On September 6, the Treasury Department issued a press release announcing multiple actions taken in response to the “continued deterioration of the humanitarian situation in South Sudan.” Under Secretary for Terrorism and Financial Intelligence, Sigal Mandelker, stated, “These actions send a clear message to those enriching themselves at the expense of the South Sudanese people that we will not let them exploit the U.S. financial system to move and hide the proceeds of their corruption and malign behavior.”
Financial Crimes Enforcement Network (FinCEN). FinCEN issued an advisory (FIN-2017-A004) to financial institutions to address concerns that certain South Sudanese senior political figures may potentially move assets using the U.S. financial system. FinCEN projects that since 2013—when a new political conflict began in Sudan—certain senior political officials from both the government and opposition parties have “engaged in and profited from corrupt practices.” The advisory provides due diligence guidance for U.S. financial institutions, issues a reminder regarding suspicious activity report filing obligations, and warns financial institutions to “assess the risk for laundering of the proceeds of public corruption associated with specific particular customers and transactions.”
Office of Foreign Assets Control (OFAC). Pursuant to Executive Order 13664, which blocks the property of certain persons with respect to South Sudan and authorizes sanctions against persons who threaten the peace, security, or stability of South Sudan, OFAC issued sanctions against three government officials and three entities owned by one of the sanctioned individuals. The identified individuals’ actions include, among other things, (i) “actions or policies that threaten the peace, security, and stability of South Sudan”; (ii) “actions or policies that have the purpose or effect of expanding or extending the conflict in South Sudan or obstructing reconciliation or peace talks or processes”; and (iii) “obstruction of the activities of international peacekeeping, diplomatic, or humanitarian missions in South Sudan, or of the delivery or distribution of, or access to, humanitarian assistance.” The sanctions prohibit any U.S. individual from dealing with the designated entities and individuals, and further states that “all of these individuals’ and entities’ assets within U.S. jurisdiction are blocked.” Additionally, individuals designated under Executive Order 13664 are banned from entry into the U.S.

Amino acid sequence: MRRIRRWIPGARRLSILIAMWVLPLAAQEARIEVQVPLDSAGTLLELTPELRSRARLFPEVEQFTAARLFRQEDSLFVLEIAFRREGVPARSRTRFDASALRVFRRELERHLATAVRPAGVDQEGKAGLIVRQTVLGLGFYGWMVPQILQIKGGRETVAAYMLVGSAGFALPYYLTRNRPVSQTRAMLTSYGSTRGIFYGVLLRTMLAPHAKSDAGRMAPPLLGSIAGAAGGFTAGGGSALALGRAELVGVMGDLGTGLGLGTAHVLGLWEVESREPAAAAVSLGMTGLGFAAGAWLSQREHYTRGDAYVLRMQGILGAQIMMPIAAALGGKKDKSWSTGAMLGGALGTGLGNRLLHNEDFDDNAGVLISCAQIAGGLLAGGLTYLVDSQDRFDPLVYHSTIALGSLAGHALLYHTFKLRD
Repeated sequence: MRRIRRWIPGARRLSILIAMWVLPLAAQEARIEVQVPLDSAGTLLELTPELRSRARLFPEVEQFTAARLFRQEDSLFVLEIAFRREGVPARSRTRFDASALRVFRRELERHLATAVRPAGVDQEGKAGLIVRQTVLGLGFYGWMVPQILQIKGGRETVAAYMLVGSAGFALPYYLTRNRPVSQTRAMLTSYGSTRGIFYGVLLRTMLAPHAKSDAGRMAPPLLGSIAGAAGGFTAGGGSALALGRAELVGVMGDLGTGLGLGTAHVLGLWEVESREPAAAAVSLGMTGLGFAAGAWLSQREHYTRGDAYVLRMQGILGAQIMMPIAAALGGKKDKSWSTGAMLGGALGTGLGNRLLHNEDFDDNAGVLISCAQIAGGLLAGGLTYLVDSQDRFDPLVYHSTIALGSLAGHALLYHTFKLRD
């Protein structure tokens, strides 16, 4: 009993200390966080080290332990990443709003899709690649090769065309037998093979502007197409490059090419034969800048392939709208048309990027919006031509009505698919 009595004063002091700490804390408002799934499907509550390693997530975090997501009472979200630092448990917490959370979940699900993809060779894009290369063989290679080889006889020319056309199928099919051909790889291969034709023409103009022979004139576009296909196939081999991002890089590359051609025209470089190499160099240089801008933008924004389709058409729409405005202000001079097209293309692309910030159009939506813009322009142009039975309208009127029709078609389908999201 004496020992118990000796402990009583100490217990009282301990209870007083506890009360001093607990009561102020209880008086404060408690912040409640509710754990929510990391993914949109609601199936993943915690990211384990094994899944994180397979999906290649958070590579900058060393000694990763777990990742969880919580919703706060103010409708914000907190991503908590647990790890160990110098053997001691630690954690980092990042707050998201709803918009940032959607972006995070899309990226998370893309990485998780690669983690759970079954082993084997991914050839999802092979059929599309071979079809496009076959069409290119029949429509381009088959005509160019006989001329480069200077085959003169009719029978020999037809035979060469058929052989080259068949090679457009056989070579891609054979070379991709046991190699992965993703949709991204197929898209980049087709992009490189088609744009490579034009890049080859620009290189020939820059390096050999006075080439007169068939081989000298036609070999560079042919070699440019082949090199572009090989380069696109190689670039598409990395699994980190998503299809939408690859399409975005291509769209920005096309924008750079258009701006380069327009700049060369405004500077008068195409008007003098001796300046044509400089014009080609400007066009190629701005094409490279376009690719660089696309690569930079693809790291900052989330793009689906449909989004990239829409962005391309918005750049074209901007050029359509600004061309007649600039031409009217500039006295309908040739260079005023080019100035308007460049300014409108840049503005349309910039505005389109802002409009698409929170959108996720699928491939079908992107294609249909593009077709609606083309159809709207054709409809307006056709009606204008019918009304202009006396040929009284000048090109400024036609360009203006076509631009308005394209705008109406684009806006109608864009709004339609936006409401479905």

On August 24, the New York Department of Financial Services (NYDFS) announced that it had assessed a nearly $630 million fine against a global bank (Bank) and its New York branch as part of a consent order addressing allegations that the Bank failed to fix “serious” and “persistent” failures in its Bank Secrecy Act and anti-money laundering (BSA/AML) compliance programs. NYDFS claimed in its Notice of Hearing and Statement of Charges (Notice) that these failures “indicate a fundamental lack of understanding of the need for a vigorous compliance infrastructure, and the dangerous absence of attention by [the Bank’s] senior management for the state of compliance at the [Bank’s] New York branch.” NYDFS will move for the penalty at a hearing scheduled for September 27, 2017. According to an order issued that same day, NYDFS expanded its investigation into the alleged misconduct to cover the period between October 1, 2013 through September 30, 2014, and April 1, 2015 through July 31, 2017. Specifically, the violations cited in the Notice include the following:
- 855 “batch-waived” transaction alerts that were improperly “cleared by [New York] Branch staff without review or rationale for the failure to review the alerts” and without written approval of the batch waive process by head office or local management;
- control deficiencies concerning the Bank’s relationship with a Saudi Arabian bank with reported ties to Al Qaeda and the financing of terrorism—transactions with the Saudi Arabian bank comprised approximately 24 percent of the total number of transactions conducted through the New York branch;
- more than 13,000 transactions failed to identify essential information such as originator and beneficiary identities; and